For people in the helping professions — like nurses, counselors, or social workers — boundary-building can be challenging, to say the least. Contrary to the impression that these professional helpers are bottomless vats of compassion and objectivity, they are human beings first, explains psychologist Dr. Anjhula Mya Singh Bais.
She says that many in her social circle operate on the assumption that she will always listen, be there, and put up with anything, because isn’t that after all what a therapist does? “If I did that, I would have nothing left for clients,” she says.
Sound familiar? That’s because humans are hardwired for empathy, and it’s part of our nature to genuinely want to connect with others. But navigating the murky waters between listening and being a springboard for others to vent their frustrations can be tricky for the people-pleasers among us. Even qualified helpers who take care of people for a living struggle to find the line between their personal and professional lives.
To help you avoid these energy-draining pitfalls, we asked therapists to share advice about how they set healthy boundaries with friends and family. Here’s what they had to say:
Sure, this one might sound like a no-brainer, but it’s easy to get sucked into the role of problem-solver for those we love. But, as Singh Bais says, the very act of establishing boundaries is compassion in itself, “because you’re fostering a healthy sense of individuation and doing away with dependency.”
Not everyone’s going to be thrilled you’re no longer on the the people-pleasing path, she says, but that’s on them. “I use the analogy given to us every time we fly: In the event of turbulence, you put the oxygen mask on yourself first,” she said. “If I am not centered, I am of no service to others, and it defeats the larger purpose of our lives.”
Remember Friendship Isn’t One-Sided
We all have people in our lives who might take a little more than they give, but the point here is whether our interactions always revolve around them. “Some people fuel you and help to replenish your energy, but others can drain you dry,” says Jill Howell, a licensed counselor and author of the book Color, Draw, Collage: Create Your Way to a Less Stressful Life!
She cautions us to carefully choose who we spend our time with ― while it’s always important to be a good listener, it’s equally important that our friendships aren’t one-sided. Give a bit of advice, but not too much, she recommends. After all, a good friend needs to let you unload too.
Follow Your Gut
And in case you can’t be sure who the energy-suckers in your life are, Howell wants to remind you to follow your instincts ― you already know when you are giving too much, she says. “Imagine that whatever you said yes to was suddenly canceled; are you relieved? This is a sign that you shouldn’t have said yes to begin with,” Howell explains. “Of course, there are always things that we just have to do that we would rather not. Use your judgment. Spend your time with the people that lift your energy ― not the drainers!”
Learn to Say No
Learning to say no is incredibly difficult for us people-pleasers, but it’s also incredibly worthwhile. Sure, it might make our hands sweat, but setting and maintaining boundaries means that we must be comfortable with saying no, says psychotherapist Dr. Fran Walfish. “Anyone who loves you and truly cares about you should be concerned with your comfort level and feelings,” she says.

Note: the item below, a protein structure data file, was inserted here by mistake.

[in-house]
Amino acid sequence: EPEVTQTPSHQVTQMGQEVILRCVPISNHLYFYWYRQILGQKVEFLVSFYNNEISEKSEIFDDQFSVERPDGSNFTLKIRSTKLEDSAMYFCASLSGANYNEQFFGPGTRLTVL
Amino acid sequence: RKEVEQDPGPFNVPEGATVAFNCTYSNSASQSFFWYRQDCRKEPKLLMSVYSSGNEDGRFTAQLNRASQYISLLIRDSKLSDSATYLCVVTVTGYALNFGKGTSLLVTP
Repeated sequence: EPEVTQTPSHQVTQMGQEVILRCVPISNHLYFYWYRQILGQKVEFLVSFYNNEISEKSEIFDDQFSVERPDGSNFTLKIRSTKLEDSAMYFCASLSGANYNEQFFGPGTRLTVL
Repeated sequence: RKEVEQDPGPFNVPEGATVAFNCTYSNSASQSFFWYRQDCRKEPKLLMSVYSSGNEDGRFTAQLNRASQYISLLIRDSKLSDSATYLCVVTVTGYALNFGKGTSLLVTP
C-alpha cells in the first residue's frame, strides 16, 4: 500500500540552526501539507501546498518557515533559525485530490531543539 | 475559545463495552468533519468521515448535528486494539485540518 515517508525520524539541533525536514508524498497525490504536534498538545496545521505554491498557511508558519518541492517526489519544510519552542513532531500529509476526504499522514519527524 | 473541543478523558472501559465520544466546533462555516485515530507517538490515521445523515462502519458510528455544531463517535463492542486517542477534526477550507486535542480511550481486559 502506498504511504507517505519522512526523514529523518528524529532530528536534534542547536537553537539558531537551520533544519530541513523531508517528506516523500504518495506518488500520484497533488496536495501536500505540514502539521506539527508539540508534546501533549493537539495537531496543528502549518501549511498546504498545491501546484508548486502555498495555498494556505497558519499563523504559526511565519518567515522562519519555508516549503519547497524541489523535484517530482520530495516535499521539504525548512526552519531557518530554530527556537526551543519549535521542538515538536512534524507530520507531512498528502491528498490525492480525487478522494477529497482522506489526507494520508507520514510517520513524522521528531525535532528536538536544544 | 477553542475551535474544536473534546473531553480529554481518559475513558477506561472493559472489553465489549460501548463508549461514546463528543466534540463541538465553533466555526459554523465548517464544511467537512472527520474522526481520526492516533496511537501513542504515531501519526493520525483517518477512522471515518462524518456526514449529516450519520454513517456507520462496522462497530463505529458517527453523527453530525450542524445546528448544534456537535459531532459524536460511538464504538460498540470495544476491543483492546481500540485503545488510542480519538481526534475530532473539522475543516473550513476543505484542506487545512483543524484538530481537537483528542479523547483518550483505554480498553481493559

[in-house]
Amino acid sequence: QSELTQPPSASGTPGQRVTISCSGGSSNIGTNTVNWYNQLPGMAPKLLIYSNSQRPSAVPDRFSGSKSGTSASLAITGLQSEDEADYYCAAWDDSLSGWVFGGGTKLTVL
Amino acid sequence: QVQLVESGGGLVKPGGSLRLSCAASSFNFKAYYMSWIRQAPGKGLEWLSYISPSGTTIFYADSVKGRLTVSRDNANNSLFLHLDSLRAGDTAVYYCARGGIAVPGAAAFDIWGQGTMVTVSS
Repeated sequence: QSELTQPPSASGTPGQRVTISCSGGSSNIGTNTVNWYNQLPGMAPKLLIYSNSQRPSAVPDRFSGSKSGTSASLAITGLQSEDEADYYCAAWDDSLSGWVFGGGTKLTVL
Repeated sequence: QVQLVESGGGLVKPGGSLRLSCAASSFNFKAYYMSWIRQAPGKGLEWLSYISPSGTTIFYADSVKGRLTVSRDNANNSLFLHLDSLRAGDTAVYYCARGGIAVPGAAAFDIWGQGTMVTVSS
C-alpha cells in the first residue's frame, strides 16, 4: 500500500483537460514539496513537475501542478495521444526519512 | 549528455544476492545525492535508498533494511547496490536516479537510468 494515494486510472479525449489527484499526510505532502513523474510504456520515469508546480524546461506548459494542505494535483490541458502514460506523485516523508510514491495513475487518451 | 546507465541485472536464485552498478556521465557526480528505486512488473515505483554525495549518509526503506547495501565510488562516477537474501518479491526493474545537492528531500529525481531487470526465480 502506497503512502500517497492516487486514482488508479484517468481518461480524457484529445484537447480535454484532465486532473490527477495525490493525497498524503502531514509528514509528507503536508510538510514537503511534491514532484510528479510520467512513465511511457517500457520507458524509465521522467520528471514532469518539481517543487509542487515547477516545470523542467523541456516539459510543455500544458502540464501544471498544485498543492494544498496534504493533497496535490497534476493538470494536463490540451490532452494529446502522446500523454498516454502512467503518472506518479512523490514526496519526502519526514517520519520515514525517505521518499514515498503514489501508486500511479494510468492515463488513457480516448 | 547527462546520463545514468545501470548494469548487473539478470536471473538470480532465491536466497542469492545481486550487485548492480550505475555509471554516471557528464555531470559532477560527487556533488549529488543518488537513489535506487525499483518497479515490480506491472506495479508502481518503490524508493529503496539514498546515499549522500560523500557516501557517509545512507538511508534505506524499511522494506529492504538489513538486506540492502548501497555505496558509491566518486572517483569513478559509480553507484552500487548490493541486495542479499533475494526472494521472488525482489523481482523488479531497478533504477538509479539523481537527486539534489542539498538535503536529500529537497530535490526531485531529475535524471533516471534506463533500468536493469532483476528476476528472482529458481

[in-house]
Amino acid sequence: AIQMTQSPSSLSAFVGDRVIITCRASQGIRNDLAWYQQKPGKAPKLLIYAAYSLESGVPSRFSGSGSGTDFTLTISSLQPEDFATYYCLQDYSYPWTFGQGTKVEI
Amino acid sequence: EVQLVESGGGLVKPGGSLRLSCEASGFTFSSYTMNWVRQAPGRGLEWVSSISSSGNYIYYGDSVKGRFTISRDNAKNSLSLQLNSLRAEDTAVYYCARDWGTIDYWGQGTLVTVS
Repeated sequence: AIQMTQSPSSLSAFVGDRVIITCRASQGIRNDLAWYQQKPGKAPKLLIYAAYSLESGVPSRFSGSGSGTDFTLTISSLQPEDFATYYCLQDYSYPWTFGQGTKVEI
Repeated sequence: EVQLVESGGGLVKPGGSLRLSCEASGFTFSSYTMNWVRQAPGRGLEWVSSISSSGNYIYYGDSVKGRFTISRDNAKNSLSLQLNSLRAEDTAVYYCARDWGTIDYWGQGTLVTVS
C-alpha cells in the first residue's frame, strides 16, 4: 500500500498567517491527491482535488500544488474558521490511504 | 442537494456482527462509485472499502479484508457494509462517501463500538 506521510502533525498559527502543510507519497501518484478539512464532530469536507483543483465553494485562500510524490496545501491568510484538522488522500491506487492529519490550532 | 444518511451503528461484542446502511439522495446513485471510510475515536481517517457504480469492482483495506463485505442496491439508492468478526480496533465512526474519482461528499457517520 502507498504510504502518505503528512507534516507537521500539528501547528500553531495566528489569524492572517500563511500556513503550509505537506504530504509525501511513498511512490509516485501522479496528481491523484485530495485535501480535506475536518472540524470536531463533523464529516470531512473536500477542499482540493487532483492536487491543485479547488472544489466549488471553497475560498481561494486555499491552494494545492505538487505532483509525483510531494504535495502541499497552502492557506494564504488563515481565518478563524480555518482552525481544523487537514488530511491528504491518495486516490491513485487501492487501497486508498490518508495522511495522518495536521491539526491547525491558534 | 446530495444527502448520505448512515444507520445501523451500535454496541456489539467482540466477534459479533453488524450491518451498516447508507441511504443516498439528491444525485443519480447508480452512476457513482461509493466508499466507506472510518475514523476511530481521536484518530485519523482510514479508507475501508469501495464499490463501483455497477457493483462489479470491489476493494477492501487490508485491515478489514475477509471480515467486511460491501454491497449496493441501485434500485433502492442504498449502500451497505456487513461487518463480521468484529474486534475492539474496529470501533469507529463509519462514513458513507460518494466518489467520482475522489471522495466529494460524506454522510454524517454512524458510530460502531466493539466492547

And if the word “no” seems downright scary, she recommends gently using phrases such as, “I’m not comfortable taking a position on that,” or “It doesn’t work for me to take a side.”
Flip the Switch on How You View Self-Care
For psychologist Dr. Juli Fraga, taking care of yourself is taking care of your family. “As a people-pleaser myself, I’ve realized it’s all too easy for me to say yes to helping others when I forget to reflect on my own needs,” she says. While we may feel guilty or selfish for saying no, erasing one’s own needs to take care of someone else is a precarious setup, which can lead to feelings of exhaustion, resentment, and burnout, she explains.
Fraga says to ask yourself, “What are my needs, and how will they be affected if I say yes to helping my family member or friend?” The key here is paying attention to how you are feeling.
“If you’re not in a solid emotional place, everyone suffers,” she explains.
Don’t Try to Fix People
Hoo boy! Hands up if you’ve done this. Turns out, it’s a big no-no (are we surprised?). “The biggest way that clinicians separate work with clients from their personal life is through intention,” says David Klow, a licensed marriage and family therapist and owner of Skylight Counseling Center. “I try to get my clients to better understand themselves and their relationships with others ― but with my loved ones, I don’t try to do that. The goal of those interactions are more focused on sharing an experience of life together.”
Be Compassionate to Your Inner Self
If the way that we talk to ourselves is critical and unforgiving, then it can be very difficult to be compassionate with others, explains Klow. To truly serve others we need to be living a healthy and balanced life. “Like a high tide rising all boats, if we are joyous, connected and contented, then others around us will feel the permission to be the same way. The most important self-care is being kind and tender to ourselves in our own inner voice,” says Klow.
Ultimately, healing isn’t about taking people’s pain on for them, he says; it’s about inspiring them to be their best selves. “If our own inner voice is caring, gentle and reassuring, then we can transmit those qualities on,” he says.
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